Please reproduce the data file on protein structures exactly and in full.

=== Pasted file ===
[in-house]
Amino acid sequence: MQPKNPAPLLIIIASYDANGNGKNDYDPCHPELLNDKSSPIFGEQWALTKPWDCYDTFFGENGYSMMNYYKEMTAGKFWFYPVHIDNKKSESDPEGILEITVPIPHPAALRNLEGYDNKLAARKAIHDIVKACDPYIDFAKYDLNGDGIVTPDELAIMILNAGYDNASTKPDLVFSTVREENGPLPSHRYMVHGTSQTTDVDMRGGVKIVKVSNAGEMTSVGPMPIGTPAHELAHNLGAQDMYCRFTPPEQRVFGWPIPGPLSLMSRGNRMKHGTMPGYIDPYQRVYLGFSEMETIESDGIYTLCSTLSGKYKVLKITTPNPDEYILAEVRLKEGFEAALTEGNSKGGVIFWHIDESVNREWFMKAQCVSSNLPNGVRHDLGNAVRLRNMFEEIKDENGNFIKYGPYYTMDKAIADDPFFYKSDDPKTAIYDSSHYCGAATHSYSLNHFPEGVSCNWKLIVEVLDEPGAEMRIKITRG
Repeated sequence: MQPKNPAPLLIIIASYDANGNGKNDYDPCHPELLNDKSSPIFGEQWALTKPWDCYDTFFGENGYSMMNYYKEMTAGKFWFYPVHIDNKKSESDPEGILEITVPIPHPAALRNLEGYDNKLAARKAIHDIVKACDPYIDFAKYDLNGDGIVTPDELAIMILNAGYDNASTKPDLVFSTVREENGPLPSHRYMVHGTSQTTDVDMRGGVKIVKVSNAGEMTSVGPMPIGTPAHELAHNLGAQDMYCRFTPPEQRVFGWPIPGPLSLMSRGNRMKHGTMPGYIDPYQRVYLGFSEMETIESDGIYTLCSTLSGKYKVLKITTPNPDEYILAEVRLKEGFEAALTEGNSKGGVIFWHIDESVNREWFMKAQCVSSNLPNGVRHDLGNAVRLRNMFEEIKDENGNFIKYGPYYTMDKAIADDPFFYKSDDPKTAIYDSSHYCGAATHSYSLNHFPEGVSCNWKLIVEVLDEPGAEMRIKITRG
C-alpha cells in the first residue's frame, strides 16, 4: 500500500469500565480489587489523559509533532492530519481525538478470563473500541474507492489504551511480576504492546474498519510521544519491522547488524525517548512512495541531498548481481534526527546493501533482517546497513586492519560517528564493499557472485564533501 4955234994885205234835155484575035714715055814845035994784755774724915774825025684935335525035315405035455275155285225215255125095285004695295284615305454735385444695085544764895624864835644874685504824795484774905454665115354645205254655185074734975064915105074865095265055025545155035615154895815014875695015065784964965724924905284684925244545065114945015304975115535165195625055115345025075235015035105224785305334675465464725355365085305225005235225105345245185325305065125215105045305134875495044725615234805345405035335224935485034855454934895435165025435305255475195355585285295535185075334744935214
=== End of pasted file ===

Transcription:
[in-house]
Amino acid sequence: MQPKNPAPLLIIIASYDANGNGKNDYDPCHPELLNDKSSPIFGEQWALTKPWDCYDTFFGENGYSMMNYYKEMTAGKFWFYPVHIDNKKSESDPEGILEITVPIPHPAALRNLEGYDNKLAARKAIHDIVKACDPYIDFAKYDLNGDGIVTPDELAIMILNAGYDNASTKPDLVFSTVREENGPLPSHRYMVHGTSQTTDVDMRGGVKIVKVSNAGEMTSVGPMPIGTPAHELAHNLGAQDMYCRFTPPEQRVFGWPIPGPLSLMSRGNRMKHGTMPGYIDPYQRVYLGFSEMETIESDGIYTLCSTLSGKYKVLKITTPNPDEYILAEVRLKEGFEAALTEGNSKGGVIFWHIDESVNREWFMKAQCVSSNLPNGVRHDLGNAVRLRNMFEEIKDENGNFIKYGPYYTMDKAIADDPFFYKSDDPKTAIYDSSHYCGAATHSYSLNHFPEGVSCNWKLIVEVLDEPGAEMRIKITRG
Repeated sequence: MQPKNPAPLLIIIASYDANGNGKNDYDPCHPELLNDKSSPIFGEQWALTKPWDCYDTFFGENGYSMMNYYKEMTAGKFWFYPVHIDNKKSESDPEGILEITVPIPHPAALRNLEGYDNKLAARKAIHDIVKACDPYIDFAKYDLNGDGIVTPDELAIMILNAGYDNASTKPDLVFSTVREENGPLPSHRYMVHGTSQTTDVDMRGGVKIVKVSNAGEMTSVGPMPIGTPAHELAHNLGAQDMYCRFTPPEQRVFGWPIPGPLSLMSRGNRMKHGTMPGYIDPYQRVYLGFSEMETIESDGIYTLCSTLSGKYKVLKITTPNPDEYILAEVRLKEGFEAALTEGNSKGGVIFWHIDESVNREWFMKAQCVSSNLPNGVRHDLGNAVRLRNMFEEIKDENGNFIKYGPYYTMDKAIADDPFFYKSDDPKTAIYDSSHYCGAATHSYSLNHFPEGVSCNWKLIVEVLDEPGAEMRIKITRG
C-alpha cells in the first residue's frame, strides 16, 4: 500500500469500565480489587489523559509533532492530519481525538478470563473500541474507492489504551511480576504492546474498519510521544519491522547488524525517548512512495541531498548481481534526527546493501533482517546497513586492519560517528564493499557472485564533501 4955234994885205234835155484575035714715055814845035994784755774724915774825025684935335525035315405035455275155285225215255125095285004695295284615305454735385444695085544764895624864835644874685504824795484774905454665115354645205254655185074734975064915105074865095265055025545155035615154895815014875695015065784964965724924905284684925244545065114945015304975115535165195625055115345025075235015035105224785305334675465464725355365085305225005235225105345245185325305065125215105045305134875495044725615234805345405035335224935485034855454934895435165025435305255475195355585285295535185075334744935214